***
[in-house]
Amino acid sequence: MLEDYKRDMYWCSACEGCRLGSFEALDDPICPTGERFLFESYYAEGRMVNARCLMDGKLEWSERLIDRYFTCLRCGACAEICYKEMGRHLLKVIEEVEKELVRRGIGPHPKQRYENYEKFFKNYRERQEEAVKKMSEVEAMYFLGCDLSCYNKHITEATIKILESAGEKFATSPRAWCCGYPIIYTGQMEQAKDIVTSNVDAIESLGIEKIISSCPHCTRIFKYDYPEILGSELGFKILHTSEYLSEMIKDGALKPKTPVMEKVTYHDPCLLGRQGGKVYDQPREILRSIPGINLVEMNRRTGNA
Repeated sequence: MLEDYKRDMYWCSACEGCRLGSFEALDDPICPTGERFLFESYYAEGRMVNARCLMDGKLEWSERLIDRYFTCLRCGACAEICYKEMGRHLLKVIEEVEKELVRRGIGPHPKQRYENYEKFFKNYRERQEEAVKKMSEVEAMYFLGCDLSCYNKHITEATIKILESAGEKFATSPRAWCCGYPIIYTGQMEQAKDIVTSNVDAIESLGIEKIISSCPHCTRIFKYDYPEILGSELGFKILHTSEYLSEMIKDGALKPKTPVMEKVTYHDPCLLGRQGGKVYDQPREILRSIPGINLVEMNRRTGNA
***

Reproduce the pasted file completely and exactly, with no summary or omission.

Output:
[in-house]
Amino acid sequence: MLEDYKRDMYWCSACEGCRLGSFEALDDPICPTGERFLFESYYAEGRMVNARCLMDGKLEWSERLIDRYFTCLRCGACAEICYKEMGRHLLKVIEEVEKELVRRGIGPHPKQRYENYEKFFKNYRERQEEAVKKMSEVEAMYFLGCDLSCYNKHITEATIKILESAGEKFATSPRAWCCGYPIIYTGQMEQAKDIVTSNVDAIESLGIEKIISSCPHCTRIFKYDYPEILGSELGFKILHTSEYLSEMIKDGALKPKTPVMEKVTYHDPCLLGRQGGKVYDQPREILRSIPGINLVEMNRRTGNA
Repeated sequence: MLEDYKRDMYWCSACEGCRLGSFEALDDPICPTGERFLFESYYAEGRMVNARCLMDGKLEWSERLIDRYFTCLRCGACAEICYKEMGRHLLKVIEEVEKELVRRGIGPHPKQRYENYEKFFKNYRERQEEAVKKMSEVEAMYFLGCDLSCYNKHITEATIKILESAGEKFATSPRAWCCGYPIIYTGQMEQAKDIVTSNVDAIESLGIEKIISSCPHCTRIFKYDYPEILGSELGFKILHTSEYLSEMIKDGALKPKTPVMEKVTYHDPCLLGRQGGKVYDQPREILRSIPGINLVEMNRRTGNA